I visit with my husband’s grandmother about 2-3 times a month. She is a hoot at 84 yrs. old. I have known her now about 18 yrs. and I have always looked at her as my own grandma. She tells great stories about when she was a kid, she is a great cook, she loves crafts, she loves puzzles and reading. She is very opinionated at times. We don’t always see eye-to-eye, but I enjoy her company just the same.
Recently, she has started giving things away. Not expensive things or things that have a lot of sentimental value. No, she is just “de-nesting”. I remember being pregnant many years ago and going through the “nesting” phase (when you have to get things in order before the baby arrives). Now, I see this 84 yr. old woman that I have come to love very much “de-nesting”. In a way, it makes me sad. She is going through books, furniture, crafts, dishes….she is giving things away or trashing them. Things that have given her joy over her long life.
I was honored that she gave me some handmade dish towels and linens recently. Some of them are from her mom and were made in the 40’s. Sure, they have some yellowing/stains and are worn. However, I have them in my kitchen and home and look at them fondly every day. They might not be worth much at all, but they are very special to me.
When we live our lives and find that we are “winding down” in the history books, I think we start to look at life differently. We look about our home and we see years of memories. Trinkets from places we have been, gifts we were given, items that we made, and photos of loved ones present and past.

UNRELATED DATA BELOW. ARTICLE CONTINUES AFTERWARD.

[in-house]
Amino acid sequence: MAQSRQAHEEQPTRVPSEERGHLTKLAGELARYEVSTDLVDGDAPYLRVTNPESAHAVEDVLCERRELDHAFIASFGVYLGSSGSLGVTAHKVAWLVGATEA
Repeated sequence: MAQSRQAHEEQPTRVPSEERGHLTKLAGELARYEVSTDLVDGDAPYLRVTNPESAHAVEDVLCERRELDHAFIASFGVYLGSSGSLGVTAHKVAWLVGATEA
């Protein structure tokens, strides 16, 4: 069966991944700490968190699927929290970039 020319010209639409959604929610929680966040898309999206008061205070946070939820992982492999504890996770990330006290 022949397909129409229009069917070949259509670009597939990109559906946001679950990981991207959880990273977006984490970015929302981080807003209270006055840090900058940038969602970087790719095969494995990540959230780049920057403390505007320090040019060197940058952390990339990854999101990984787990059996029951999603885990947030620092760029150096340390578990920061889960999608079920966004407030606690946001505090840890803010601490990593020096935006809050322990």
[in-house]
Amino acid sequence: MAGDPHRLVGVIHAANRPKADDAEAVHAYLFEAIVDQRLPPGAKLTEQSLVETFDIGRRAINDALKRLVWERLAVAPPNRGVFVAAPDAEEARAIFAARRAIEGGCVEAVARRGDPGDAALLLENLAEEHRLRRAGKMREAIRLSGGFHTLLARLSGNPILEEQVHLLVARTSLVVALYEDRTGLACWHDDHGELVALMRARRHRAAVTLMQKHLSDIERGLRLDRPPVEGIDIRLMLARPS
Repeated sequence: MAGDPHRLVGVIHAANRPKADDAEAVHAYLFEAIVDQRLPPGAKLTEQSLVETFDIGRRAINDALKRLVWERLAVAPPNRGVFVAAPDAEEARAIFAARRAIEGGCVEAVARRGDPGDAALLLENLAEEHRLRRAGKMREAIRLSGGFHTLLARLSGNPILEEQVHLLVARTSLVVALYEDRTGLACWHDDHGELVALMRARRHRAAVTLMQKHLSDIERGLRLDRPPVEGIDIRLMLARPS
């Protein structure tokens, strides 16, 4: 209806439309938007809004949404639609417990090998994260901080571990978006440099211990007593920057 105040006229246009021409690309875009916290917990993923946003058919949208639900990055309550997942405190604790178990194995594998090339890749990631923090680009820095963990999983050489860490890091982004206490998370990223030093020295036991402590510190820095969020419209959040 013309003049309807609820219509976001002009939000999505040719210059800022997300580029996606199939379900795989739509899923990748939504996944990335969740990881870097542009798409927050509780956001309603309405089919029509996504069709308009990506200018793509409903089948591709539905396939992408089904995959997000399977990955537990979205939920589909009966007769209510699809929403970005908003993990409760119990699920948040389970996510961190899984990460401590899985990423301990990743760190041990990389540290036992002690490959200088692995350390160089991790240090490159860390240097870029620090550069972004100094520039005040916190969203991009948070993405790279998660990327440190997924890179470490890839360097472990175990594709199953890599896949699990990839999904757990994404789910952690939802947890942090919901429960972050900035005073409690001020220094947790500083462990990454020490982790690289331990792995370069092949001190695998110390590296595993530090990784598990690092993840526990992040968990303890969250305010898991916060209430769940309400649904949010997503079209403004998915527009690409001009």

I am approaching the point of living half of my life. That is a very sobering thought. As I look around my home, I wonder what I will give to loved ones when I am “winding down”. Will I be like grandma and sense that it is happening? Will those around me realize that by giving away items like: a dish towel, a treasured book, a piece of furniture…I am giving away a piece of myself. How wonderful it would be for others to speak fondly of me when I am gone.
I am learning from grandma’s “de-nesting”. She has taught me that my family and those I care for are what matters. That when I am gone, it will be the moments we shared and the laughter that was made that will matter. I missed out on spending the last days with my own grandparents, Nick & Francis. I am so glad that I can spend time with my husband’s grandparents.
Nana, although I am honored with your gifts, I hope that you stay with us for a long, long time. Those dish towels are wonderful, but they are nothing compared to your company.